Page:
How to Become a Nurse Administrator

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Effective nursing leadership ensures a quality practice environment where staff nurses get the support they need to provide outstanding patient-centered care. Nurse administrators are found at all levels supporting a quality practice environment:

  • Nurse executives at the corporate level
  • Nurse directors at the mid-management level
  • Nurse managers at the unit/department level

Regardless of the level at which they provide leadership, nurse administrators combine management, human resources, and organizational skills, and often draw from their own experience in the clinical environment to develop a vision for nursing practice within the departments or facilities they oversee.

Business Leaders Working Closely with Clinical Staff

The major focus of nursing administration involves managing change and leading the practice of nursing by:

  • Assessing, evaluating and analyzing system and procedural issues
  • Developing and implementing budget objectives and strategies for achieving them
  • Developing and implementing human resource interventions

Nurse administrators possess a deep understanding of the business of healthcare and the many ways it influences nursing practice. They also inspire a spirit of inquiry in the workplace and a culture that supports staff feedback and the application of research findings and best practices.

The most effective nurse administrators develop a strong relationship with the nursing staff they support. They remain available to their staff nurses, working in partnership with them to achieve department-wide, facility-wide and system-wide goals.

Maintaining a strong relationship with nursing staff allows nurse administrators to stay in touch with the many issues affecting nursing practice within their domain, allowing them to develop strategies based on a real understanding of what’s going on at the clinical level.

Nurse administrators rely on their staff nurses to keep them informed and to implement their vision and strategies for delivering outstanding patient care, all while controlling costs. The information gleaned from frequent contact with nursing staff serves as the foundation on which nurse administrators build plans and interventions to create and support a healthy workplace that ensures an optimal patient experience.

Nurse Administrator Jobs at the Corporate, Mid-Management and Department Level

Jobs in nursing administration exist at all levels, from a nurse manager of a hospital unit to the CEO of a major hospital system. Though all positions require strong leadership, superb communication skills, an understanding of the business of healthcare and knowledge of the clinical environment, duties and responsibilities in nursing administration vary according to job title:

Nursing Manager/Supervisor

Nursing managers manage the nursing staff within a unit/department. Their expertise lies with coordinating patient treatment and care and ensuring the nursing staff meets patient needs. Nursing supervisors serve as the direct managers of the nursing staff. In addition to ensuring the nursing staff meets quality assurance standards, nursing managers also ensure the nursing staff’s needs are met and their concerns addressed. They often serve as a liaison between hospital senior management and the nursing team.

Other job duties of nursing supervisors include:

  • Planning staff schedules and budget
  • Overseeing nurse training and continuing education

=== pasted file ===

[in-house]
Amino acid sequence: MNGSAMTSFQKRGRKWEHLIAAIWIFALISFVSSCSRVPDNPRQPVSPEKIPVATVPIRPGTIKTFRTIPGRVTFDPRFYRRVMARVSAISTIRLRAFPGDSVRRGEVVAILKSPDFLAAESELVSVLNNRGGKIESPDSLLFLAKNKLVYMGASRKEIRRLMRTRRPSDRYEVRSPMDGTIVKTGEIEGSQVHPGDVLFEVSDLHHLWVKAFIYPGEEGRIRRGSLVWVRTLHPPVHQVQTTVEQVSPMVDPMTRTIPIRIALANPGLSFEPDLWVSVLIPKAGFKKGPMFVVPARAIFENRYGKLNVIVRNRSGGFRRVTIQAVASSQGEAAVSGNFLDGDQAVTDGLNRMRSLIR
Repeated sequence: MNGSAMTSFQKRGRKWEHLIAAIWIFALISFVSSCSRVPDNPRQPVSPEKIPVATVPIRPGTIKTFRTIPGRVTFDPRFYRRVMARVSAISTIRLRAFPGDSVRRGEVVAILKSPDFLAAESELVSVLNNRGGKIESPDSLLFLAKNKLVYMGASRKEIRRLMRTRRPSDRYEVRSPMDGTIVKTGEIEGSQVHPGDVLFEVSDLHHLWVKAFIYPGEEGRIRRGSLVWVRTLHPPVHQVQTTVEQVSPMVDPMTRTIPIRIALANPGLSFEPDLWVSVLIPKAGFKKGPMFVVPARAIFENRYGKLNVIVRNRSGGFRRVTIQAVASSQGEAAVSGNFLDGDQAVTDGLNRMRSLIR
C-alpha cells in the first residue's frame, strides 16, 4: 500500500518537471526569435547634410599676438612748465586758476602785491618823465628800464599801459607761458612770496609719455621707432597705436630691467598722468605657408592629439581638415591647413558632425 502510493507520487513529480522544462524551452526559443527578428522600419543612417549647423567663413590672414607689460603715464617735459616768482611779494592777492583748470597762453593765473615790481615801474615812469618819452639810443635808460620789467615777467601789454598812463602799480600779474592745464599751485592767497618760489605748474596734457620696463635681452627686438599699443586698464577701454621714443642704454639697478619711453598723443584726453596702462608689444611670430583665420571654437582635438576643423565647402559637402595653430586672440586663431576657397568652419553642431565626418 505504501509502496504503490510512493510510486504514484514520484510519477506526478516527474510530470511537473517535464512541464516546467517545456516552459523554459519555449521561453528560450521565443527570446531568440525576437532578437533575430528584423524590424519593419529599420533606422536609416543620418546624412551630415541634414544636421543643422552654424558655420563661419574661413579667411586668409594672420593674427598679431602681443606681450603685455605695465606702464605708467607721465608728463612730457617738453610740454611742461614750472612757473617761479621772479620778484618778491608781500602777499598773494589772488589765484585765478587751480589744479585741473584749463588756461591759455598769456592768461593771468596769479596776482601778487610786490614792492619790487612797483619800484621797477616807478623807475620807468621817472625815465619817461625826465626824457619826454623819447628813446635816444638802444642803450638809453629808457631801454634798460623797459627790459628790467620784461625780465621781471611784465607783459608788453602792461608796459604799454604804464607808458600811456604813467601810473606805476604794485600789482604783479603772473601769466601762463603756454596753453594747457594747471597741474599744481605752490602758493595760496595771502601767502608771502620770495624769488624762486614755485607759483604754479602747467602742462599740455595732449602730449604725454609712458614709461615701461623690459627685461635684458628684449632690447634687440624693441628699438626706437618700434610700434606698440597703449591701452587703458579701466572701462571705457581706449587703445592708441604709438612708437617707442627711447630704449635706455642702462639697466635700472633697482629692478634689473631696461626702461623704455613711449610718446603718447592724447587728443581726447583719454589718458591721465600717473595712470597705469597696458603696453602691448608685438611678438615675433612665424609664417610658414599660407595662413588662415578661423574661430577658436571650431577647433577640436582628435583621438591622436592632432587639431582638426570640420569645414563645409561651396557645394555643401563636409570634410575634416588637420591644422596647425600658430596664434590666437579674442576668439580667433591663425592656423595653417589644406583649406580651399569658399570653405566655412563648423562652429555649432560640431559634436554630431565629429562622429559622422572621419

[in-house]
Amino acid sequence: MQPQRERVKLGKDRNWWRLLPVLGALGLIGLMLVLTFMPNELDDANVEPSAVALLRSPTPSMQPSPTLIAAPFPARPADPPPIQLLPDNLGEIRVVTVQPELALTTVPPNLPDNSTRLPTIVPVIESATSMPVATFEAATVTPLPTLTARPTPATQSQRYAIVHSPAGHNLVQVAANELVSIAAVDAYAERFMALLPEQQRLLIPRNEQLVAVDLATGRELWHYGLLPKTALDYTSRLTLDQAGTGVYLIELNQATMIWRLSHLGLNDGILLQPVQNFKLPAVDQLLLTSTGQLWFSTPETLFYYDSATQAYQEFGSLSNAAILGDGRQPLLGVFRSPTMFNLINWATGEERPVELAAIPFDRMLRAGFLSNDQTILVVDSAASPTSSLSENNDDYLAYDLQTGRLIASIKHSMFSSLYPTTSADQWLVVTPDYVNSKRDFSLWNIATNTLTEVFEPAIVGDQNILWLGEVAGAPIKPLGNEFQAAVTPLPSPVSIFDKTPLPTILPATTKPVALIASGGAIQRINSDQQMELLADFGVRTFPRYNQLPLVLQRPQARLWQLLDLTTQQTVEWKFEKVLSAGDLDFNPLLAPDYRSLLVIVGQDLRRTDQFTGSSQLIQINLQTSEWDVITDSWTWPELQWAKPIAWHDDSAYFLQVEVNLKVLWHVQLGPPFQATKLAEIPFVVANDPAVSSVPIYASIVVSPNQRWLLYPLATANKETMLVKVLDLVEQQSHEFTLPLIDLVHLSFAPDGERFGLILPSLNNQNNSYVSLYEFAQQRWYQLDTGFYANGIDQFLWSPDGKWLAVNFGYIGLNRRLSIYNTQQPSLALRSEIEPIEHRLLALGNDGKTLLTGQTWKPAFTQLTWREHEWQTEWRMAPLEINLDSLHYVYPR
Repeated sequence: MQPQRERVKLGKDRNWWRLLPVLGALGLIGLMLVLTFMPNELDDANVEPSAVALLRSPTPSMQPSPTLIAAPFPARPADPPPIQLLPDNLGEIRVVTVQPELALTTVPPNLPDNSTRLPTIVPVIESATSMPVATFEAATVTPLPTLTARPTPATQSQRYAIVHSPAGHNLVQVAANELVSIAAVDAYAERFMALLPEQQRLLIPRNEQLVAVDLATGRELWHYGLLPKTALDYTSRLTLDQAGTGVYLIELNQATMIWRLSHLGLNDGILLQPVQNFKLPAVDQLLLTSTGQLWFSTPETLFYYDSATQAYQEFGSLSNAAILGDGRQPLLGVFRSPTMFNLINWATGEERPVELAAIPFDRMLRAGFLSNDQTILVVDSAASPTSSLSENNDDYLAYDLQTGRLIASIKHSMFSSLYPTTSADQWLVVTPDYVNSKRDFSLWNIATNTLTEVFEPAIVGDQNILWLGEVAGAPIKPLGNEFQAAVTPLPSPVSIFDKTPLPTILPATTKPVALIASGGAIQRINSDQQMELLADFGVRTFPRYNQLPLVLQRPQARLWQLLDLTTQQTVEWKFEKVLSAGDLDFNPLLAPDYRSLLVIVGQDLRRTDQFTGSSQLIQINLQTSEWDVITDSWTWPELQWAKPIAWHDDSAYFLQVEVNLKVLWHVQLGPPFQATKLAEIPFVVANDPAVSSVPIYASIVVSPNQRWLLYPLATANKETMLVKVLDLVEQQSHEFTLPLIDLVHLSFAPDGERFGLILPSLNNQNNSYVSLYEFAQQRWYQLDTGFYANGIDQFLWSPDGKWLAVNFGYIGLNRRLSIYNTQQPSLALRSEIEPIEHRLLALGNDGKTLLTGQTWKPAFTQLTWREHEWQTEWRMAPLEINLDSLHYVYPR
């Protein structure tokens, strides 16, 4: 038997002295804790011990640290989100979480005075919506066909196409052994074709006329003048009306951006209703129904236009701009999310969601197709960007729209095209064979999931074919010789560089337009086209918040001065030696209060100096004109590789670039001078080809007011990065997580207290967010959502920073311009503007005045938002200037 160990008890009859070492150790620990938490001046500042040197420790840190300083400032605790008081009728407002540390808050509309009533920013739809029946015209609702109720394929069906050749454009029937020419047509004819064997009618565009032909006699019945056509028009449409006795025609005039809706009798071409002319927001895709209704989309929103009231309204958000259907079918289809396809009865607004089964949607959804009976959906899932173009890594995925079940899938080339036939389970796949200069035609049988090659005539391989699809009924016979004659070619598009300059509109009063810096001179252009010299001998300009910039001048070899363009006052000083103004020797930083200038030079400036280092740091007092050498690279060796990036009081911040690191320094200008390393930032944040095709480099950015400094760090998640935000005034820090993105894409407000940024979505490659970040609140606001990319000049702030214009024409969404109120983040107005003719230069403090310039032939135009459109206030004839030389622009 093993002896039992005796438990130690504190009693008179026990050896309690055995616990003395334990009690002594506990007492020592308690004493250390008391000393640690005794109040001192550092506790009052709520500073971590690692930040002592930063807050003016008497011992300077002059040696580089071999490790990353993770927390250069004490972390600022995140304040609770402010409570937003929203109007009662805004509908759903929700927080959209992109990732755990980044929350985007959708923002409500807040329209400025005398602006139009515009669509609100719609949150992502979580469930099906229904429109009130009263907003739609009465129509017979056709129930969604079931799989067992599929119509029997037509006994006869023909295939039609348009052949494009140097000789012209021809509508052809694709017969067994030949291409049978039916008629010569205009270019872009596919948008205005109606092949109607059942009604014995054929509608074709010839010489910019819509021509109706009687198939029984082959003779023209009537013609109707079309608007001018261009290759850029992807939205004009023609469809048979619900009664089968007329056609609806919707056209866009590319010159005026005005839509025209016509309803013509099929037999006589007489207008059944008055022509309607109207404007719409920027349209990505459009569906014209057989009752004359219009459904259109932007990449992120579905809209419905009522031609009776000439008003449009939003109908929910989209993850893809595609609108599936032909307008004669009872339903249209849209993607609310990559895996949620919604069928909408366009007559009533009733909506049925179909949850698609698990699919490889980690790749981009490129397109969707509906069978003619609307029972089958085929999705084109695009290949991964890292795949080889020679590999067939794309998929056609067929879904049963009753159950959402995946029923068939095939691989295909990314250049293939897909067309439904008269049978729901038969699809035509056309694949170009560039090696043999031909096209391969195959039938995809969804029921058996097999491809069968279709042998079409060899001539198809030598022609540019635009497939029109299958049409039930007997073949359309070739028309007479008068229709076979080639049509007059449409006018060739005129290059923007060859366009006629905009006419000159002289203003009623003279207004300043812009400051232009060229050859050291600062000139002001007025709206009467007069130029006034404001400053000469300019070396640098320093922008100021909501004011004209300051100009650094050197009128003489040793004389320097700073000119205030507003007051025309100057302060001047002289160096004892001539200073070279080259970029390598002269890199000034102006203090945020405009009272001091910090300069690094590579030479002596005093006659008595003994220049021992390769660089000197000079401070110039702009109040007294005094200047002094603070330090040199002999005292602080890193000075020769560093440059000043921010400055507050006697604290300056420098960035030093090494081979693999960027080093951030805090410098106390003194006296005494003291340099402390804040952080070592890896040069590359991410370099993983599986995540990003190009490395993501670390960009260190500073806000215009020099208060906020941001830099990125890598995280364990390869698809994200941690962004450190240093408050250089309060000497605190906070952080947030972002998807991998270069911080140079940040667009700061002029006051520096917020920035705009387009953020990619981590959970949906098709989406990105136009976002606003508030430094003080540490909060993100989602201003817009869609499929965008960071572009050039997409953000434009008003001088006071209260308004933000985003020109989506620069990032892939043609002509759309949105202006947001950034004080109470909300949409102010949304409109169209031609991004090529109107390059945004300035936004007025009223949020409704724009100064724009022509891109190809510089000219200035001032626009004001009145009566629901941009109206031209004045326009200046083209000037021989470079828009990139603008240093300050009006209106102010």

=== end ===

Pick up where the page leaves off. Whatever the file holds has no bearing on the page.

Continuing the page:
• Collaborating with nursing directors to ensure high standards for the delivery of nursing care
  • Monitoring and maintaining equipment and supplies

Nursing Director

Nursing directors manage and plan the nursing activities of a unit or department within a healthcare facility. They often oversee the standards of the department and provide general leadership to unit managers. The job duties of nurse directors include:

  • Initiating, approving, and initiating policies and procedures
  • Overseeing patient care and ensuring the nursing staff meets patient needs
  • Ensuring the implementation of the nursing mission, philosophy, and goals
  • Creating short- and long-term department/unit goals
  • Developing and initiating a staffing plan
  • Developing and initiating a budget plan
  • Ensuring the unit/department meets state/federal regulations and compliance standards
  • Collaborating with staff, management, and senior-level executives

Chief Nursing Officer

The Chief Nursing Officer (CNO), one of the highest nursing administration positions within a healthcare organization, oversees and coordinates an organization’s nursing department and its daily operations. This executive serves as the official spokesperson for nurses at the corporate level, communicating with the board of directors on their behalf and ensuring that the organization’s mission, values, and vision align with the resources and support nursing staff need to be successful in achiving organization goals within the clinical environment.

Their goals include ensuring successful collaborations and partnerships between nurses and physicians and cultivating relationships across departments.

CNOs are involved in nearly all aspects of nursing administration, including:

  • Nursing recruitment, training, and retention
  • The development of patient care programs
  • The creation and implementation of nursing budgets
  • The creation and implementation of new patient services
  • The establishment of nursing policies and procedures

How to Become a Nurse Administrator: The Master of Science in Nursing (MSN) in Nurse Administration

RNs who want to become a nurse administrator must advance their education and pursue a graduate degree in nursing leadership or administration. Master of Science in Nursing-Nurse Administration degree programs draw from the disciplines of nursing, management, and business to prepare students to excel in leadership roles in contemporary healthcare settings.